17 February, 2013

The Red Cross

At a time of upheaval all over Europe, the battle of Solferino stands out. It was fought in northern Italy, near Lake Garda, between an alliance of Piedmont-Sardinia and France, and the Austrians. It was the last battle where all participating forces were commanded by their monarchs: Victor Emmanuel II and Napoleon III on the one side and Franz Joseph on the other. Two years later Italy declared its independence.

Out of some 300,000 troops taking part, more than 5,000 were killed and 23,000 wounded. Jean-Henri Dunant, a Swiss from Geneva,  witnessed the aftermath of the battle. What struck him was that there was no one to take care of the wounded: they were left to lie on the battlefield. He organised local people to treat them, paying for some of the medicines himself. Two years later his ideas led to the Geneva Convention and to the International Committee of the Red Cross, whose 150th anniversary is today.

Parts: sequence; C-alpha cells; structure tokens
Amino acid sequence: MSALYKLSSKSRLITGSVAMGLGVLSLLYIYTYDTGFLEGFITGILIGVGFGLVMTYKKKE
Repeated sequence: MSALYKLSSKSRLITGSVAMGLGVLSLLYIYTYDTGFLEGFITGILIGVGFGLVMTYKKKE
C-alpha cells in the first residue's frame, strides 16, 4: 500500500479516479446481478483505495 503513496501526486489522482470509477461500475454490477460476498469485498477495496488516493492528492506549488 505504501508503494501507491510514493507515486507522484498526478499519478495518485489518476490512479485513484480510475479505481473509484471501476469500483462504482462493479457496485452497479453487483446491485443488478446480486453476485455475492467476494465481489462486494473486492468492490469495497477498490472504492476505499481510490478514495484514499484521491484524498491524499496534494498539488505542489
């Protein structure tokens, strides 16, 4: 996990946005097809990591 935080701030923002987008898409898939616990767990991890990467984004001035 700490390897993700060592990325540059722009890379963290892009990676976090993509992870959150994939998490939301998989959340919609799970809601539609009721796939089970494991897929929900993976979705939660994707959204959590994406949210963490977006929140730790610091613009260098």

Dunant died in 1910, penniless and schizophrenic but his creation lives on. It is said his last words were 'Where has humanity gone?' 

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